Blogs: Kids

Everyone knows I love a good tiger-striped coat (for evidence, note our two tabby cats and one brindle dog), and that I have a soft spot for rescued pets. My family’s first kitten sauntered up to our doorstep, climbed up the screen door, and meowed to high heaven during dinner hour. My siblings and I named her, in the straightforward style of children under five, Tiger.

The author of Maverick and Me chose a more unique name for her pet (I think you can guess what it is), the real-life rescue dog this book is based upon. The story begins on a cold and rainy afternoon, when a woman finds a sick and tiny puppy with a tiger-striped coat by the side of a road. She nurses him back to health, and gets him ready to find a home.

When a young girl named Scarlett meets Maverick at an adoption event, his life takes a turn for the better. Together, they come up with a fun way to tell all of her friends about other puppies that need homes. This heartfelt picture book introduces kids to the concept of pet adoption, and will spark conversations about helping pets in need.

April 30th is National Adopt a Shelter Pet Day. If you're thinking of adding a new furry (or feathered!) member to your family, our local shelters have some great pets to choose from. If you aren’t looking for a pet of your own, here are other ways you can help out pets in need:

  • Foster a dog or cat up for adoption at your local animal shelter

 

 

  • Donate supplies. Most shelters are always in need of blankets, toys, and dog/cat food. If you happen to buy some food that your pet doesn't like, why not donate it? The Multnomah County Shelter even has an Amazon wish list to make donations easier.

  • Share the idea of pet adoption with family and friends who are looking for a pet. There's nothing like love from a pet who's found its furrever home!
 

 

Pri is an Indian-American teen living a pretty ordinary life: she loves drawing comics, eating Indian food, and watching Bollywood films with her family. One thing isn’t ordinary in Pri’s life, and that’s how her mom absolutely refuses to talk about India or Pri’s father -- whom she left there before Pri was born.

One afternoon, an old trunk tumbles out of Pri's closet, and in it she finds a beautiful sari that she wraps around her shoulders. And in that second, her world turns from a dull black and white to gorgeous technicolor. This sari transports her to the India of her dreams, filled with delicious dosas and breathtaking scenery. But a dark shadow begins to follow her there, and not everything is what it seems. Pri will have to be braver and bolder than she’s ever been before to track down the sari’s secret, and her family’s history. This heartwarming graphic novel about the power of our choices is a great read for strong young girls, and for those in need a bit of strength. 

I fell in love with Katherine Roy’s first book, Neighborhood Sharks, because it was as informative as it was beautiful -- exploring the lives of great whites that live in the waters of California’s Farallon Islands, its cover blooming with the (watercolor) blood of a sea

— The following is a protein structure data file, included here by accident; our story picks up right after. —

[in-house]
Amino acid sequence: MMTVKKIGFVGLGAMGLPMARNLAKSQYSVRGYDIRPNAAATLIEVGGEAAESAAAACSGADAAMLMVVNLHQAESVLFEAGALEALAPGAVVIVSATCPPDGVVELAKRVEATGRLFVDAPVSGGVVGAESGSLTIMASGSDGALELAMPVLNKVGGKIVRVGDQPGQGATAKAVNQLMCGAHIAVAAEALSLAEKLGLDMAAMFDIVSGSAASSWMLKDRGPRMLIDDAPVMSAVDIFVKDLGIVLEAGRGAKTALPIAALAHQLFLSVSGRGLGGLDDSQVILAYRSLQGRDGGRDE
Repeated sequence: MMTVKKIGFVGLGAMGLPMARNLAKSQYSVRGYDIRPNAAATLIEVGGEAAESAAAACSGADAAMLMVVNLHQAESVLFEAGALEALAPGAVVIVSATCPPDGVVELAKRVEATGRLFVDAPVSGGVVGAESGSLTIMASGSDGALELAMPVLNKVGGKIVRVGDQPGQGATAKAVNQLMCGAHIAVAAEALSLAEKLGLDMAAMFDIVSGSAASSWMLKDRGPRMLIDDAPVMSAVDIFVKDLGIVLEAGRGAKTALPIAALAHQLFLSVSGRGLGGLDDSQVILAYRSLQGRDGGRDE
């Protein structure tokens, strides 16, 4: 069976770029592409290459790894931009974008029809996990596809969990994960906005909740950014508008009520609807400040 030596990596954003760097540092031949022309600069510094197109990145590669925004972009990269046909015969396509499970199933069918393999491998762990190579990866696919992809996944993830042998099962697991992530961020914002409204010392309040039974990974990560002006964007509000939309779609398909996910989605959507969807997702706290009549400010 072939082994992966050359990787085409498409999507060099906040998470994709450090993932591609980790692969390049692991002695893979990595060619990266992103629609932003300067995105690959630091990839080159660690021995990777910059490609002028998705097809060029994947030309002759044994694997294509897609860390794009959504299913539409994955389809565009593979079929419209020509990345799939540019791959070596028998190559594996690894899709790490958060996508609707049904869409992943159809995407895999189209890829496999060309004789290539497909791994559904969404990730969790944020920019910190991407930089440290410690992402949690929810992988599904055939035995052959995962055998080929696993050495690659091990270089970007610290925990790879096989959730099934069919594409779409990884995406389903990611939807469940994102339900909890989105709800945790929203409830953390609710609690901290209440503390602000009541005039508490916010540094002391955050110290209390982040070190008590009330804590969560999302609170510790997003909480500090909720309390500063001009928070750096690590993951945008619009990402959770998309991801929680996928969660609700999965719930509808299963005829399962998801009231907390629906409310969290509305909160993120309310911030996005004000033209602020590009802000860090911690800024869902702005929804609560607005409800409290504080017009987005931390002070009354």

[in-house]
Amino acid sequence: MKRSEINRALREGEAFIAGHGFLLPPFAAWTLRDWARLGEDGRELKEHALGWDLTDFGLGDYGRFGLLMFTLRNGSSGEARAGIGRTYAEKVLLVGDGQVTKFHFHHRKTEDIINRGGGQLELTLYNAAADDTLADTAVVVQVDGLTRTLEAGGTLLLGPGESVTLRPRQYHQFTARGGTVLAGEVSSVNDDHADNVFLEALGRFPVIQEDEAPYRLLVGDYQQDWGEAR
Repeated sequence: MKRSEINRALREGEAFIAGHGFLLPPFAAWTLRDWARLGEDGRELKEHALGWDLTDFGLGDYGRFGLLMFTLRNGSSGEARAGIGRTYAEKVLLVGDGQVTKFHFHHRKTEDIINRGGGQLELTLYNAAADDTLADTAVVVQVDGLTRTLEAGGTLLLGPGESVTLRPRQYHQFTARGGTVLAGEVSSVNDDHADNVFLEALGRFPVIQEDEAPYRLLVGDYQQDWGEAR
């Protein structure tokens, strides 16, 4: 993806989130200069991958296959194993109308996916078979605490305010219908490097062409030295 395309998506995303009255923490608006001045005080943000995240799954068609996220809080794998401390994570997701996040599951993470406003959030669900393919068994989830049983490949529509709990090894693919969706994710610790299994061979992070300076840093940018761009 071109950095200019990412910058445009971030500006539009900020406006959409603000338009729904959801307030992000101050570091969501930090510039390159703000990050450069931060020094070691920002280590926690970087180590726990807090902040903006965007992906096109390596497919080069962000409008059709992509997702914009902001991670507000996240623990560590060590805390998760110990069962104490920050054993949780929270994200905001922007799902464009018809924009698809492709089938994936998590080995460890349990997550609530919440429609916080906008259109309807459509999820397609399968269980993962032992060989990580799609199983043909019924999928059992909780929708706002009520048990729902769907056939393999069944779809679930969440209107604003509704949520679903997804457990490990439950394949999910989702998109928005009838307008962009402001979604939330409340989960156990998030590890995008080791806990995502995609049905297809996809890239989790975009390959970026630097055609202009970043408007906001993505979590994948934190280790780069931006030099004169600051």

How To Be An Elephant
lion that met an unfortunate fate.

In her latest book, How to Be An Elephant, the author looks across the globe -- to the extraordinary lives of African Elephants and the unique skills a baby elephant learns as he grows into a majestic adult. Illustrated in lush grays, blues and blush tones, we follow a baby elephant from his birth beneath a star-filled savanna sky and into the welcoming trunks of his mother and aunts. Readers will find out just how a baby elephant takes his first steps, “sees” his world by following his nose, playfully explores, and stays in touch with family members miles away by feeling vibrations through the delicate, padded soles of his feet. This richly-illustrated, scientifically accurate book is a sweet exploration of family, community, and love as one elephant herd marches its way across the savanna.

Drawing on the latest scientific research and her own trip to Kenya, Katherine Roy has done another extraordinary job of bringing a unique animal -- and its pivotal place in our ecosystem -- to life for young readers.

Cover of From the Mixed-up Files of Mrs. Basil E. Frankweiler
I have two paperbacks which I read so much as a kid they fell apart. One is A Wrinkle in Time with its spine now duct taped and the other is From the Mixed-up Files of Mrs. Basil E. Frankweiler.

I wasn't exactly fond of visiting museums as a kid but I loved the idea of hiding in a museum. Now that I'm an adult, I love visiting museums. Sometimes I wonder what it was like to wear a suit of armor or sit for hours for a portrait painting. I definitely relish the idea of having a museum gallery to myself, having time to look, no one blocking my view, maybe being able to touch. Claudia and Jamie had the thrill of exploring the Metropolitan Museum of Art after hours--sleeping in a canopied bed, bathing in the fountain, and going behind roped off areas--and found a mystery and eventually Mrs. Frankweiler's files.

Claudia and Jamie only spent a week in the museum, but their story has captivated readers for 50 years! To think it all began with a piece of popcorn on a chair behind a roped-off area in one of the museum's period rooms. That piece of popcorn and curiousity about how it got there inspired E.L. Konigsburg. What public space would you like to have all to yourself?

Laura booktalks Salsa, Jorge Argueta

¡Un poema para cocinar!

Cantar con Laura

Pimpón - Español
 
Pimpón es un muñeco